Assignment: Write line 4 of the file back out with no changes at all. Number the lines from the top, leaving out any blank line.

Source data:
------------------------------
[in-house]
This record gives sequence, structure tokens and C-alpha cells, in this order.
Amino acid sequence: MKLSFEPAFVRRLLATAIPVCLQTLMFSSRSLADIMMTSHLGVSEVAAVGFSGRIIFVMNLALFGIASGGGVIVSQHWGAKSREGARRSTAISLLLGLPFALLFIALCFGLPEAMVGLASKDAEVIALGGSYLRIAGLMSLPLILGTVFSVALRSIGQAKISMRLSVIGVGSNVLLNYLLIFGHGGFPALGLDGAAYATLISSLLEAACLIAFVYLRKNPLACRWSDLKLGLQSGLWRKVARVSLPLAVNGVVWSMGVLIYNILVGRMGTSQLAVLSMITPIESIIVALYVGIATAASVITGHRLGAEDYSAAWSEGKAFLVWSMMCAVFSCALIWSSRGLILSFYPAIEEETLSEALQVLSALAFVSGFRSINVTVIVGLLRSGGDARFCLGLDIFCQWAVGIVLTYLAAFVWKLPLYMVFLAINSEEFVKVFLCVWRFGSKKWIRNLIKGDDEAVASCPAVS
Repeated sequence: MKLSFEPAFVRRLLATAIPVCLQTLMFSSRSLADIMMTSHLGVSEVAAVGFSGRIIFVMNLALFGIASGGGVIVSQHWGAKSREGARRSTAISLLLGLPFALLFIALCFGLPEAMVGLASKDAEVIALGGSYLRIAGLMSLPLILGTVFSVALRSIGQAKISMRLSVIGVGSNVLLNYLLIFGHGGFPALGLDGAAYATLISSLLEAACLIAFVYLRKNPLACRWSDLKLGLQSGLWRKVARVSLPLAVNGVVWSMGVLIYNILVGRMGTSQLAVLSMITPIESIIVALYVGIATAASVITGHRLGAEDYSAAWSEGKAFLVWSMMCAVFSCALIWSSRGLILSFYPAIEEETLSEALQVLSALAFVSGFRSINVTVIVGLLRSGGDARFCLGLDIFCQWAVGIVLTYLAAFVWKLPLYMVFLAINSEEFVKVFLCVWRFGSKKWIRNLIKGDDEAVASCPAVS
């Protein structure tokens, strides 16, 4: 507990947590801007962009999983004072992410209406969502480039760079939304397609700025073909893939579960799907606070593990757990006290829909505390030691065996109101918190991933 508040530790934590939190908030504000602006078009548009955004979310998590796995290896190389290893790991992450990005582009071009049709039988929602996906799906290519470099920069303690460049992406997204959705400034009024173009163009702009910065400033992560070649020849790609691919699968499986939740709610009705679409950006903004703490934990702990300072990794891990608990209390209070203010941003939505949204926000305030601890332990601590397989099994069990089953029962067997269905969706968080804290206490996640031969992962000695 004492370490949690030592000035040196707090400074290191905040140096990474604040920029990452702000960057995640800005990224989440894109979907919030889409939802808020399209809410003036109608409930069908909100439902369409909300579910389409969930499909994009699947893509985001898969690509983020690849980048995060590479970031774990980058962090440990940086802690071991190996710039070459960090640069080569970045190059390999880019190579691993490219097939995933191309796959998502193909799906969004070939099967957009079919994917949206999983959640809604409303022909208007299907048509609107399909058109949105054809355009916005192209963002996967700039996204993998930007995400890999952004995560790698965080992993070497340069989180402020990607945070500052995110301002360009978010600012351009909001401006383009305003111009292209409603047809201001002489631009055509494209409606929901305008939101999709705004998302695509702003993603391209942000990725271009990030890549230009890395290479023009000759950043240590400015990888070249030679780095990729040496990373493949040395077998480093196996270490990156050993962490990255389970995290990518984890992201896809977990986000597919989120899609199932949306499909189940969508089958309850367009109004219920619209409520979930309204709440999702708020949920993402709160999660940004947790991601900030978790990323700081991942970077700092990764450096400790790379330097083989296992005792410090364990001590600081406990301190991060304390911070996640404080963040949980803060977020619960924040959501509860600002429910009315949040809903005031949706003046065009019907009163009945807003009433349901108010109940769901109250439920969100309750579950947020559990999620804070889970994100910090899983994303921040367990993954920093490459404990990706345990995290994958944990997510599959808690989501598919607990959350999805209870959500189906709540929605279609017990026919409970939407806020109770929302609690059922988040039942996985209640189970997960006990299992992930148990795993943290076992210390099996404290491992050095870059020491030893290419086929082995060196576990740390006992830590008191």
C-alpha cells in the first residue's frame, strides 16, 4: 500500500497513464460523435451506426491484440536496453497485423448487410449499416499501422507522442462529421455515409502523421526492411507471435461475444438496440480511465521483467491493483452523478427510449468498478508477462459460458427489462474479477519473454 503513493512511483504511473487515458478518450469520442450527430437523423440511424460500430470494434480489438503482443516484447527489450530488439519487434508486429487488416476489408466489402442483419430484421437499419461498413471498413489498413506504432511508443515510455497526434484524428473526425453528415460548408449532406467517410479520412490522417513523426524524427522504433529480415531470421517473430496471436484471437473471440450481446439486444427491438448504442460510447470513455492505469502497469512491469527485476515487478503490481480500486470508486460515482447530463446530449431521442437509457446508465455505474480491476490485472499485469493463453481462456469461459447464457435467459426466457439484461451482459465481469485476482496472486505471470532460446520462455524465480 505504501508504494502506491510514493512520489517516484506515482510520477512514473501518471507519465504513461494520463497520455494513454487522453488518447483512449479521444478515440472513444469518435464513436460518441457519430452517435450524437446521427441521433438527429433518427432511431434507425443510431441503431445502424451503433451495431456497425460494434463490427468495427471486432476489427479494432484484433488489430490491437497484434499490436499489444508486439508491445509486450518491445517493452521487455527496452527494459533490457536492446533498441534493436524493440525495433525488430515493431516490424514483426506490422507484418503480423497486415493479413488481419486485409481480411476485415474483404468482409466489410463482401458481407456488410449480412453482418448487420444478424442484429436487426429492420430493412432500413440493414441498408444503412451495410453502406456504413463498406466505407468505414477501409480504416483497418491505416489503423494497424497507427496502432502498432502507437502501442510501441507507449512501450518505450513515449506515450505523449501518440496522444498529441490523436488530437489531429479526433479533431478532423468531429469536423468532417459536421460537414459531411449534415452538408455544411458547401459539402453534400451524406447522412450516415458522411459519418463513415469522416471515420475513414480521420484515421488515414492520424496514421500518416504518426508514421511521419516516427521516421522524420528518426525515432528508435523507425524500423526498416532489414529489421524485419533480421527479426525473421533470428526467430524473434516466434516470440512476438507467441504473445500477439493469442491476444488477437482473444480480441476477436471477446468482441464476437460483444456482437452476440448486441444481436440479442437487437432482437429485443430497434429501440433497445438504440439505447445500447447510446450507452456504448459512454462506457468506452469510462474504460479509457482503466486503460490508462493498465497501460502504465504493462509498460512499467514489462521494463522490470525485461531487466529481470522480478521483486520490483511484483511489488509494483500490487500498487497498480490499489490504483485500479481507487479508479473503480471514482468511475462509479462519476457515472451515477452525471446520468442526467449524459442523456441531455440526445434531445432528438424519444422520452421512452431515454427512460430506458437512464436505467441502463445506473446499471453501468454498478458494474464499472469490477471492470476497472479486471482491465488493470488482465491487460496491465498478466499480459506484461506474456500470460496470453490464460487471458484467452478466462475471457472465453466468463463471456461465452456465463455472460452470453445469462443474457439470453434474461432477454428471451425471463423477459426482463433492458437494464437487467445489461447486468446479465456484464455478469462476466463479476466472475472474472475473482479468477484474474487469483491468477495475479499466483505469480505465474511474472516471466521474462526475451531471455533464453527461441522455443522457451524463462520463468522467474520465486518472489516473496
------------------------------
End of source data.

Repeated sequence: MKLSFEPAFVRRLLATAIPVCLQTLMFSSRSLADIMMTSHLGVSEVAAVGFSGRIIFVMNLALFGIASGGGVIVSQHWGAKSREGARRSTAISLLLGLPFALLFIALCFGLPEAMVGLASKDAEVIALGGSYLRIAGLMSLPLILGTVFSVALRSIGQAKISMRLSVIGVGSNVLLNYLLIFGHGGFPALGLDGAAYATLISSLLEAACLIAFVYLRKNPLACRWSDLKLGLQSGLWRKVARVSLPLAVNGVVWSMGVLIYNILVGRMGTSQLAVLSMITPIESIIVALYVGIATAASVITGHRLGAEDYSAAWSEGKAFLVWSMMCAVFSCALIWSSRGLILSFYPAIEEETLSEALQVLSALAFVSGFRSINVTVIVGLLRSGGDARFCLGLDIFCQWAVGIVLTYLAAFVWKLPLYMVFLAINSEEFVKVFLCVWRFGSKKWIRNLIKGDDEAVASCPAVS